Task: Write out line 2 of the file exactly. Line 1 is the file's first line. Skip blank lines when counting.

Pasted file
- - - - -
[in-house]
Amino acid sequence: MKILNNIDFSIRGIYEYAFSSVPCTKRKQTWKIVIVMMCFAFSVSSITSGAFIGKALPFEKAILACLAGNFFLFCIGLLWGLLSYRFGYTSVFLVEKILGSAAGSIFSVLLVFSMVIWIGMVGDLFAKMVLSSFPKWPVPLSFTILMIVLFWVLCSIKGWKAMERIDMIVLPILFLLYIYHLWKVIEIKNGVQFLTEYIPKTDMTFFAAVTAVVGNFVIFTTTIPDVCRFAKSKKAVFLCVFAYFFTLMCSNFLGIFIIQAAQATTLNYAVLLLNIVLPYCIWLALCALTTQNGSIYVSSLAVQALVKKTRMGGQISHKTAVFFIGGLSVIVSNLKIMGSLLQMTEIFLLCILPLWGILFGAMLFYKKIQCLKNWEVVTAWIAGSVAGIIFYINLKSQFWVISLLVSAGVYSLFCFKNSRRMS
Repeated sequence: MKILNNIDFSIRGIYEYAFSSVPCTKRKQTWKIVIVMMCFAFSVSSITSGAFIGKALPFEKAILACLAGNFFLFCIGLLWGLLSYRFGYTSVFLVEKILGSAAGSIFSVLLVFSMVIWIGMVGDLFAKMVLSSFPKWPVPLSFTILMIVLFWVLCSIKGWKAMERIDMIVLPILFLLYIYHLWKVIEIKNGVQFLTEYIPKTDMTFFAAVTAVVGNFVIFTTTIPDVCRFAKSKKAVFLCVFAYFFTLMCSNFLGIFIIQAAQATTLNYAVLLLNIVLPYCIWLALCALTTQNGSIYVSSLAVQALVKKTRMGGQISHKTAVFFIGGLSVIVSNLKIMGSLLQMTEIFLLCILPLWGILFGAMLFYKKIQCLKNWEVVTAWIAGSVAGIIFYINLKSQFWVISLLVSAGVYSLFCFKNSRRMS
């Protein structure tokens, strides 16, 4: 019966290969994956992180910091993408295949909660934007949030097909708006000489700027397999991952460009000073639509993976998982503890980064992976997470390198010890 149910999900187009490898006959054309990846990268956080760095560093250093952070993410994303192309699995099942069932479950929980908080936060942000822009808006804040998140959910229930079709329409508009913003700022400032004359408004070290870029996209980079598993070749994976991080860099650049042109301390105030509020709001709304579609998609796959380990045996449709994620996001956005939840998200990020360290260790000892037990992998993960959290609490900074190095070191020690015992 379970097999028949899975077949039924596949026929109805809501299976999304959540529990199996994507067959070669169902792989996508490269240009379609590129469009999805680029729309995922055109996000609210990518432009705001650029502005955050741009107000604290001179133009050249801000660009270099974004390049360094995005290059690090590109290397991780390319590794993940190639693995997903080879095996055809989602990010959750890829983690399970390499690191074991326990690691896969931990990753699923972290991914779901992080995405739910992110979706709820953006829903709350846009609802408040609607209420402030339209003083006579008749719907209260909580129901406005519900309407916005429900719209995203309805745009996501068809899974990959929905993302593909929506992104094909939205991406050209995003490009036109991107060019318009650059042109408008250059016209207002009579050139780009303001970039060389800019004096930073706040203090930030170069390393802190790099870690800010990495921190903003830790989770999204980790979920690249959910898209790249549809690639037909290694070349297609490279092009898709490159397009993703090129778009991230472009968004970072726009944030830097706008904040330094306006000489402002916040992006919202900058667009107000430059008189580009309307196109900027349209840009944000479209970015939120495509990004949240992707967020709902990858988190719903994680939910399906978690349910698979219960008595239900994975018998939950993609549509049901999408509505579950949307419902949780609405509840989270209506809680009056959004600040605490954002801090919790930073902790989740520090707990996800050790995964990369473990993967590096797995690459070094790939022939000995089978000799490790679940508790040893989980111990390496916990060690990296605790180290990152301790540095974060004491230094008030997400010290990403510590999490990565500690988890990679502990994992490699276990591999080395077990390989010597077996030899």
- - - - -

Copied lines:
Amino acid sequence: MKILNNIDFSIRGIYEYAFSSVPCTKRKQTWKIVIVMMCFAFSVSSITSGAFIGKALPFEKAILACLAGNFFLFCIGLLWGLLSYRFGYTSVFLVEKILGSAAGSIFSVLLVFSMVIWIGMVGDLFAKMVLSSFPKWPVPLSFTILMIVLFWVLCSIKGWKAMERIDMIVLPILFLLYIYHLWKVIEIKNGVQFLTEYIPKTDMTFFAAVTAVVGNFVIFTTTIPDVCRFAKSKKAVFLCVFAYFFTLMCSNFLGIFIIQAAQATTLNYAVLLLNIVLPYCIWLALCALTTQNGSIYVSSLAVQALVKKTRMGGQISHKTAVFFIGGLSVIVSNLKIMGSLLQMTEIFLLCILPLWGILFGAMLFYKKIQCLKNWEVVTAWIAGSVAGIIFYINLKSQFWVISLLVSAGVYSLFCFKNSRRMS